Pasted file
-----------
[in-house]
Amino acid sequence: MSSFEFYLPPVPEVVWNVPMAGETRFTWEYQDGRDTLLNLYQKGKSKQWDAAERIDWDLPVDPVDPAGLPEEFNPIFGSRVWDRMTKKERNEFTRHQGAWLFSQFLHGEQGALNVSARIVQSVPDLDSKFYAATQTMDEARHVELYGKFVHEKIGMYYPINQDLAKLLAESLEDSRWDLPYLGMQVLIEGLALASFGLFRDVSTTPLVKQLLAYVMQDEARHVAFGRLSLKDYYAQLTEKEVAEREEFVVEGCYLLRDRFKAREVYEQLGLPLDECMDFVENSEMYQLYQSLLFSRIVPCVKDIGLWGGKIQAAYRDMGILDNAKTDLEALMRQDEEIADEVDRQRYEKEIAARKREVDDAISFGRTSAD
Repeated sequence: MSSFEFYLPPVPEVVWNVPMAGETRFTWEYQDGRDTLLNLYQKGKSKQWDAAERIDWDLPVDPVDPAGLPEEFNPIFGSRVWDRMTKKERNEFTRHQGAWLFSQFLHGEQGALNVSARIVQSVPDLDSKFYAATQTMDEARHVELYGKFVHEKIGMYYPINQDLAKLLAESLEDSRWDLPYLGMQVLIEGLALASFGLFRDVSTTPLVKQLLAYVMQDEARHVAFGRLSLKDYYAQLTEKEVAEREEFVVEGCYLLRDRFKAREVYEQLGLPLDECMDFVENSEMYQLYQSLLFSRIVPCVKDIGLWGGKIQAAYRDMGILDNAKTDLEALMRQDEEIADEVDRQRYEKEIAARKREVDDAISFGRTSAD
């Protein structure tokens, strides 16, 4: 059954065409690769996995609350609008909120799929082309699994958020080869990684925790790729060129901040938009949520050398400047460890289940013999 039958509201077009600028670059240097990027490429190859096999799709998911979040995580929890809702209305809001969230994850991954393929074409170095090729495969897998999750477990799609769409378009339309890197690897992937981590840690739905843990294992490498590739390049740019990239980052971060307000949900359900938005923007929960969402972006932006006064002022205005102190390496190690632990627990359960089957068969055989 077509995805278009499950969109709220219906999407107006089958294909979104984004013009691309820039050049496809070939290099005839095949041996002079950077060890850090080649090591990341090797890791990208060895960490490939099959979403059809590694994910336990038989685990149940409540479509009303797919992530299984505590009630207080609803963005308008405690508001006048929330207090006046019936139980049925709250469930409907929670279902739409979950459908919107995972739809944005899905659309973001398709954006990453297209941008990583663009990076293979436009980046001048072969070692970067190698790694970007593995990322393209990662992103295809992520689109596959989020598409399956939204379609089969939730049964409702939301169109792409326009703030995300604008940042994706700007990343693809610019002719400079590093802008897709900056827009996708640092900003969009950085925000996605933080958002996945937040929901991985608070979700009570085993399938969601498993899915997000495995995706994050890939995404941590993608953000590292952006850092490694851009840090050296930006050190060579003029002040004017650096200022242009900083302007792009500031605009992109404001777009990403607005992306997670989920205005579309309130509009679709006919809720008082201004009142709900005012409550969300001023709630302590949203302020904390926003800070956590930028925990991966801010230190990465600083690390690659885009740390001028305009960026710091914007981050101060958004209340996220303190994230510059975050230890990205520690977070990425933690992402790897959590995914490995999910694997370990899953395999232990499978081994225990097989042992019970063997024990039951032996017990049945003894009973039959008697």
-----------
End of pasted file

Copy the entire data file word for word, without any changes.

[in-house]
Amino acid sequence: MSSFEFYLPPVPEVVWNVPMAGETRFTWEYQDGRDTLLNLYQKGKSKQWDAAERIDWDLPVDPVDPAGLPEEFNPIFGSRVWDRMTKKERNEFTRHQGAWLFSQFLHGEQGALNVSARIVQSVPDLDSKFYAATQTMDEARHVELYGKFVHEKIGMYYPINQDLAKLLAESLEDSRWDLPYLGMQVLIEGLALASFGLFRDVSTTPLVKQLLAYVMQDEARHVAFGRLSLKDYYAQLTEKEVAEREEFVVEGCYLLRDRFKAREVYEQLGLPLDECMDFVENSEMYQLYQSLLFSRIVPCVKDIGLWGGKIQAAYRDMGILDNAKTDLEALMRQDEEIADEVDRQRYEKEIAARKREVDDAISFGRTSAD
Repeated sequence: MSSFEFYLPPVPEVVWNVPMAGETRFTWEYQDGRDTLLNLYQKGKSKQWDAAERIDWDLPVDPVDPAGLPEEFNPIFGSRVWDRMTKKERNEFTRHQGAWLFSQFLHGEQGALNVSARIVQSVPDLDSKFYAATQTMDEARHVELYGKFVHEKIGMYYPINQDLAKLLAESLEDSRWDLPYLGMQVLIEGLALASFGLFRDVSTTPLVKQLLAYVMQDEARHVAFGRLSLKDYYAQLTEKEVAEREEFVVEGCYLLRDRFKAREVYEQLGLPLDECMDFVENSEMYQLYQSLLFSRIVPCVKDIGLWGGKIQAAYRDMGILDNAKTDLEALMRQDEEIADEVDRQRYEKEIAARKREVDDAISFGRTSAD
């Protein structure tokens, strides 16, 4: 059954065409690769996995609350609008909120799929082309699994958020080869990684925790790729060129901040938009949520050398400047460890289940013999 039958509201077009600028670059240097990027490429190859096999799709998911979040995580929890809702209305809001969230994850991954393929074409170095090729495969897998999750477990799609769409378009339309890197690897992937981590840690739905843990294992490498590739390049740019990239980052971060307000949900359900938005923007929960969402972006932006006064002022205005102190390496190690632990627990359960089957068969055989 077509995805278009499950969109709220219906999407107006089958294909979104984004013009691309820039050049496809070939290099005839095949041996002079950077060890850090080649090591990341090797890791990208060895960490490939099959979403059809590694994910336990038989685990149940409540479509009303797919992530299984505590009630207080609803963005308008405690508001006048929330207090006046019936139980049925709250469930409907929670279902739409979950459908919107995972739809944005899905659309973001398709954006990453297209941008990583663009990076293979436009980046001048072969070692970067190698790694970007593995990322393209990662992103295809992520689109596959989020598409399956939204379609089969939730049964409702939301169109792409326009703030995300604008940042994706700007990343693809610019002719400079590093802008897709900056827009996708640092900003969009950085925000996605933080958002996945937040929901991985608070979700009570085993399938969601498993899915997000495995995706994050890939995404941590993608953000590292952006850092490694851009840090050296930006050190060579003029002040004017650096200022242009900083302007792009500031605009992109404001777009990403607005992306997670989920205005579309309130509009679709006919809720008082201004009142709900005012409550969300001023709630302590949203302020904390926003800070956590930028925990991966801010230190990465600083690390690659885009740390001028305009960026710091914007981050101060958004209340996220303190994230510059975050230890990205520690977070990425933690992402790897959590995914490995999910694997370990899953395999232990499978081994225990097989042992019970063997024990039951032996017990049945003894009973039959008697």